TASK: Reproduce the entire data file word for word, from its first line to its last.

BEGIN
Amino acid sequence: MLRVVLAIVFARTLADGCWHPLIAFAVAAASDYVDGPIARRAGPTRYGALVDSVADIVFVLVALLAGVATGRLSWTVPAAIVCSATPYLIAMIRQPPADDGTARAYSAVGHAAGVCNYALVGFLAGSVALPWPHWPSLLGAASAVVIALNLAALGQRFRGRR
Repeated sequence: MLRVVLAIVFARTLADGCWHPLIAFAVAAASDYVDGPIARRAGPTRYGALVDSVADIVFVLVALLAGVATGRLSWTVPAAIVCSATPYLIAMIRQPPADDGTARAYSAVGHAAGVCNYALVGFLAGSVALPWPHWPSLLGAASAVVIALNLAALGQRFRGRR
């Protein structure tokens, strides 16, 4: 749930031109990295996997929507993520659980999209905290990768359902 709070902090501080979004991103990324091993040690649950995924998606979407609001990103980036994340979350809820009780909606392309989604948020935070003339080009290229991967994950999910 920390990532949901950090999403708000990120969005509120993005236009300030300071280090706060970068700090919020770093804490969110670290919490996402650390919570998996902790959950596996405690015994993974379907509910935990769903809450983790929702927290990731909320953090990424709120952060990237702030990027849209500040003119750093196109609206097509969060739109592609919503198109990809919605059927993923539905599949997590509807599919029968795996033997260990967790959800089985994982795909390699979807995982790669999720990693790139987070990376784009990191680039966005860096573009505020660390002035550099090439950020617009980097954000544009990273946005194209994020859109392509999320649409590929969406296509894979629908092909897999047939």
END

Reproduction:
Amino acid sequence: MLRVVLAIVFARTLADGCWHPLIAFAVAAASDYVDGPIARRAGPTRYGALVDSVADIVFVLVALLAGVATGRLSWTVPAAIVCSATPYLIAMIRQPPADDGTARAYSAVGHAAGVCNYALVGFLAGSVALPWPHWPSLLGAASAVVIALNLAALGQRFRGRR
Repeated sequence: MLRVVLAIVFARTLADGCWHPLIAFAVAAASDYVDGPIARRAGPTRYGALVDSVADIVFVLVALLAGVATGRLSWTVPAAIVCSATPYLIAMIRQPPADDGTARAYSAVGHAAGVCNYALVGFLAGSVALPWPHWPSLLGAASAVVIALNLAALGQRFRGRR
């Protein structure tokens, strides 16, 4: 749930031109990295996997929507993520659980999209905290990768359902 709070902090501080979004991103990324091993040690649950995924998606979407609001990103980036994340979350809820009780909606392309989604948020935070003339080009290229991967994950999910 920390990532949901950090999403708000990120969005509120993005236009300030300071280090706060970068700090919020770093804490969110670290919490996402650390919570998996902790959950596996405690015994993974379907509910935990769903809450983790929702927290990731909320953090990424709120952060990237702030990027849209500040003119750093196109609206097509969060739109592609919503198109990809919605059927993923539905599949997590509807599919029968795996033997260990967790959800089985994982795909390699979807995982790669999720990693790139987070990376784009990191680039966005860096573009505020660390002035550099090439950020617009980097954000544009990273946005194209994020859109392509999320649409590929969406296509894979629908092909897999047939």